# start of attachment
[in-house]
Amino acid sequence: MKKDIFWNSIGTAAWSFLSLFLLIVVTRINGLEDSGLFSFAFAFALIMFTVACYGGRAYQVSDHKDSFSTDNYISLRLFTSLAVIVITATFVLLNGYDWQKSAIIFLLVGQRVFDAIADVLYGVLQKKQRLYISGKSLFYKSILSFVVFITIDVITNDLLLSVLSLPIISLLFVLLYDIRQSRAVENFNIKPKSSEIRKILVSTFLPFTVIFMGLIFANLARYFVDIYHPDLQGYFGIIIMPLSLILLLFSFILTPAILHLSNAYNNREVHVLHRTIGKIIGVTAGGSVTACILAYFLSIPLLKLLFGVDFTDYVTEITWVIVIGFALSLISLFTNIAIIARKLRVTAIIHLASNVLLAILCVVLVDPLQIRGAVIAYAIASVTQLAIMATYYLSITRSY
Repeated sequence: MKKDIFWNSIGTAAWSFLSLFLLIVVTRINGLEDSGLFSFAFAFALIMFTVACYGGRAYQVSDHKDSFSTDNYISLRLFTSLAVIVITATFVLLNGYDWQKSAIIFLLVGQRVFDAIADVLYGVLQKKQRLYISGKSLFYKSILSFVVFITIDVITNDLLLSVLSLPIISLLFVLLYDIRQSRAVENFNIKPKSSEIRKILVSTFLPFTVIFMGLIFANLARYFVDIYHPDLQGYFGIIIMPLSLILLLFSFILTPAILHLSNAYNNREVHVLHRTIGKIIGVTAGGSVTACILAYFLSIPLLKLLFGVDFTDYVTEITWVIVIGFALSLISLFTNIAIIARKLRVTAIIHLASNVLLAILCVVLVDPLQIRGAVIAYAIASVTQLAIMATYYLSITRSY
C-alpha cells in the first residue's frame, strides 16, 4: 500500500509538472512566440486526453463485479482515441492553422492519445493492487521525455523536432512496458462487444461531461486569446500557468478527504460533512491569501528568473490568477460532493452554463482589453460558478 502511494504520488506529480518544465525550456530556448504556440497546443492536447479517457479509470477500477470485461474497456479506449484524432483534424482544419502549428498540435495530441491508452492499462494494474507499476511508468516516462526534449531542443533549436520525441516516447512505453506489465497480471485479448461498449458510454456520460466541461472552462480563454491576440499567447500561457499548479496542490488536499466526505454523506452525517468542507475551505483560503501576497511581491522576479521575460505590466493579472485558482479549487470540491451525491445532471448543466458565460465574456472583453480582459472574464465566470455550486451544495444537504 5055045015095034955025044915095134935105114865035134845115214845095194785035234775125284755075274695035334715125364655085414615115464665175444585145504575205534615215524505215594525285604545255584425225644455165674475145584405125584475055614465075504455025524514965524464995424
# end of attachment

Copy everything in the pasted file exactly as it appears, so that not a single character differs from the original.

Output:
[in-house]
Amino acid sequence: MKKDIFWNSIGTAAWSFLSLFLLIVVTRINGLEDSGLFSFAFAFALIMFTVACYGGRAYQVSDHKDSFSTDNYISLRLFTSLAVIVITATFVLLNGYDWQKSAIIFLLVGQRVFDAIADVLYGVLQKKQRLYISGKSLFYKSILSFVVFITIDVITNDLLLSVLSLPIISLLFVLLYDIRQSRAVENFNIKPKSSEIRKILVSTFLPFTVIFMGLIFANLARYFVDIYHPDLQGYFGIIIMPLSLILLLFSFILTPAILHLSNAYNNREVHVLHRTIGKIIGVTAGGSVTACILAYFLSIPLLKLLFGVDFTDYVTEITWVIVIGFALSLISLFTNIAIIARKLRVTAIIHLASNVLLAILCVVLVDPLQIRGAVIAYAIASVTQLAIMATYYLSITRSY
Repeated sequence: MKKDIFWNSIGTAAWSFLSLFLLIVVTRINGLEDSGLFSFAFAFALIMFTVACYGGRAYQVSDHKDSFSTDNYISLRLFTSLAVIVITATFVLLNGYDWQKSAIIFLLVGQRVFDAIADVLYGVLQKKQRLYISGKSLFYKSILSFVVFITIDVITNDLLLSVLSLPIISLLFVLLYDIRQSRAVENFNIKPKSSEIRKILVSTFLPFTVIFMGLIFANLARYFVDIYHPDLQGYFGIIIMPLSLILLLFSFILTPAILHLSNAYNNREVHVLHRTIGKIIGVTAGGSVTACILAYFLSIPLLKLLFGVDFTDYVTEITWVIVIGFALSLISLFTNIAIIARKLRVTAIIHLASNVLLAILCVVLVDPLQIRGAVIAYAIASVTQLAIMATYYLSITRSY
C-alpha cells in the first residue's frame, strides 16, 4: 500500500509538472512566440486526453463485479482515441492553422492519445493492487521525455523536432512496458462487444461531461486569446500557468478527504460533512491569501528568473490568477460532493452554463482589453460558478 502511494504520488506529480518544465525550456530556448504556440497546443492536447479517457479509470477500477470485461474497456479506449484524432483534424482544419502549428498540435495530441491508452492499462494494474507499476511508468516516462526534449531542443533549436520525441516516447512505453506489465497480471485479448461498449458510454456520460466541461472552462480563454491576440499567447500561457499548479496542490488536499466526505454523506452525517468542507475551505483560503501576497511581491522576479521575460505590466493579472485558482479549487470540491451525491445532471448543466458565460465574456472583453480582459472574464465566470455550486451544495444537504 5055045015095034955025044915095134935105114865035134845115214845095194785035234775125284755075274695035334715125364655085414615115464665175444585145504575205534615215524505215594525285604545255584425225644455165674475145584405125584475055614465075504455025524514965524464995424